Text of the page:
Introduction to Instrumental Variables (IV)
- Introduction to Instrumental Variables (IV)
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MIT's Josh Angrist introduces one of econometrics most powerful tools: instrumental variables.
Instrumental variables (IV, for those in the know), allow masters of econometrics to draw convincing causal conclusions when a treatment of interest is incompletely or imperfectly randomized.
For example, arguments over American school quality often run hot, boiling over with selection bias. See a school with strong graduation rates and enticing test scores? Is that a good school or just an ordinary school fortuitously located in a good neighborhood?
Lotteries that randomize offers of a school seat at in-demand schools should unravel the school quality conundrum. But lotteries only offer seats. Families are free to accept or go elsewhere and these choices are far from random.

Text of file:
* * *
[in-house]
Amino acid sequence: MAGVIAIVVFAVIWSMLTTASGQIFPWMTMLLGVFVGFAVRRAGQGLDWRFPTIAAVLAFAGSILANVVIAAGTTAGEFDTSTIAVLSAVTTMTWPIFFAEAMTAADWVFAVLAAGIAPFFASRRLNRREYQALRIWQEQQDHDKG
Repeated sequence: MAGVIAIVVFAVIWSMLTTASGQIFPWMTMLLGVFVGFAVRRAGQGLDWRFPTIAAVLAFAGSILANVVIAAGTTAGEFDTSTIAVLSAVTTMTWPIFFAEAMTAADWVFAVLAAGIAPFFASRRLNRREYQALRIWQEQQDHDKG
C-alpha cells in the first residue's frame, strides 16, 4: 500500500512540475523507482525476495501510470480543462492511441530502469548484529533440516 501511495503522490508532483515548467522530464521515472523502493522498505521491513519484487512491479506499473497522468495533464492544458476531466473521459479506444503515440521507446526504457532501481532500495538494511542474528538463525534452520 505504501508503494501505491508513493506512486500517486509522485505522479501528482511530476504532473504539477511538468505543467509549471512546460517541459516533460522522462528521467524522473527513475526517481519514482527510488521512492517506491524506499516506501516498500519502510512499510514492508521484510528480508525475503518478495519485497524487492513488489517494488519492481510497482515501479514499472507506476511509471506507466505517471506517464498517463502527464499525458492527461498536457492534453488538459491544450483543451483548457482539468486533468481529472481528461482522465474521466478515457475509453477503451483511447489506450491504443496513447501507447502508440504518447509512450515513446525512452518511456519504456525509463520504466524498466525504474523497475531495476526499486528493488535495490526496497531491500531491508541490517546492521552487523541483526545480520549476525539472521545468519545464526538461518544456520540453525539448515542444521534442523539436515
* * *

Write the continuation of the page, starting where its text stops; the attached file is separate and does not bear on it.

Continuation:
IV provides a path to causal conclusions even in the face of this sort of incomplete randomization.
In this video, we cover the following:
- Incomplete random assignment
- IV terminology: first stage, second stage, instrument, reduced form
- Three key IV assumptions: substantial first stage, independence assumption, exclusion restriction
High school teacher resources: https://mru.io/7gg
Professor resources: https://mru.io/7rq
Try out our practice questions: https://mru.io/pl8
See the full course: https://mru.io/z3a
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- Video Language:
- Marginal Revolution University
- Mastering Econometrics